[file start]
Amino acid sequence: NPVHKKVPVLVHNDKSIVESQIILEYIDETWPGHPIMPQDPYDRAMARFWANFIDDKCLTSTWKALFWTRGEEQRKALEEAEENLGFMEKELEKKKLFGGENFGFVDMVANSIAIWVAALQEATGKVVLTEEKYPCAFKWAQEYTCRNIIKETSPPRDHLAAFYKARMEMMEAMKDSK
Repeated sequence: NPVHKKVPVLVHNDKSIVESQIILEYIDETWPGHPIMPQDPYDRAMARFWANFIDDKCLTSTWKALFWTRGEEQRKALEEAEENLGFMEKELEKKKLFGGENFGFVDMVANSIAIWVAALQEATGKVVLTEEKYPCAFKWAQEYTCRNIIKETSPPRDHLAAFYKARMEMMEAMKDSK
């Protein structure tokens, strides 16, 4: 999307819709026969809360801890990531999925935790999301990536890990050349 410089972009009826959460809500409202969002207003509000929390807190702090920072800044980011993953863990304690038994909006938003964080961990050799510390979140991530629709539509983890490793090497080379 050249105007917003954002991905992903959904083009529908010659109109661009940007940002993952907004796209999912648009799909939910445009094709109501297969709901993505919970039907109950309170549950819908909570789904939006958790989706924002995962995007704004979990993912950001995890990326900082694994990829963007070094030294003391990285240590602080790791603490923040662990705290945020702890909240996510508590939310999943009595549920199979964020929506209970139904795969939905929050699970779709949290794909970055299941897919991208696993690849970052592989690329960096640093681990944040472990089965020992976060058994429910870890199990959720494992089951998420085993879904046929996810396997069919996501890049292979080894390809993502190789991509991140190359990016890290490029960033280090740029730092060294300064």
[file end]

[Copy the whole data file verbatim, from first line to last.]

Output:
Amino acid sequence: NPVHKKVPVLVHNDKSIVESQIILEYIDETWPGHPIMPQDPYDRAMARFWANFIDDKCLTSTWKALFWTRGEEQRKALEEAEENLGFMEKELEKKKLFGGENFGFVDMVANSIAIWVAALQEATGKVVLTEEKYPCAFKWAQEYTCRNIIKETSPPRDHLAAFYKARMEMMEAMKDSK
Repeated sequence: NPVHKKVPVLVHNDKSIVESQIILEYIDETWPGHPIMPQDPYDRAMARFWANFIDDKCLTSTWKALFWTRGEEQRKALEEAEENLGFMEKELEKKKLFGGENFGFVDMVANSIAIWVAALQEATGKVVLTEEKYPCAFKWAQEYTCRNIIKETSPPRDHLAAFYKARMEMMEAMKDSK
């Protein structure tokens, strides 16, 4: 999307819709026969809360801890990531999925935790999301990536890990050349 410089972009009826959460809500409202969002207003509000929390807190702090920072800044980011993953863990304690038994909006938003964080961990050799510390979140991530629709539509983890490793090497080379 050249105007917003954002991905992903959904083009529908010659109109661009940007940002993952907004796209999912648009799909939910445009094709109501297969709901993505919970039907109950309170549950819908909570789904939006958790989706924002995962995007704004979990993912950001995890990326900082694994990829963007070094030294003391990285240590602080790791603490923040662990705290945020702890909240996510508590939310999943009595549920199979964020929506209970139904795969939905929050699970779709949290794909970055299941897919991208696993690849970052592989690329960096640093681990944040472990089965020992976060058994429910870890199990959720494992089951998420085993879904046929996810396997069919996501890049292979080894390809993502190789991509991140190359990016890290490029960033280090740029730092060294300064």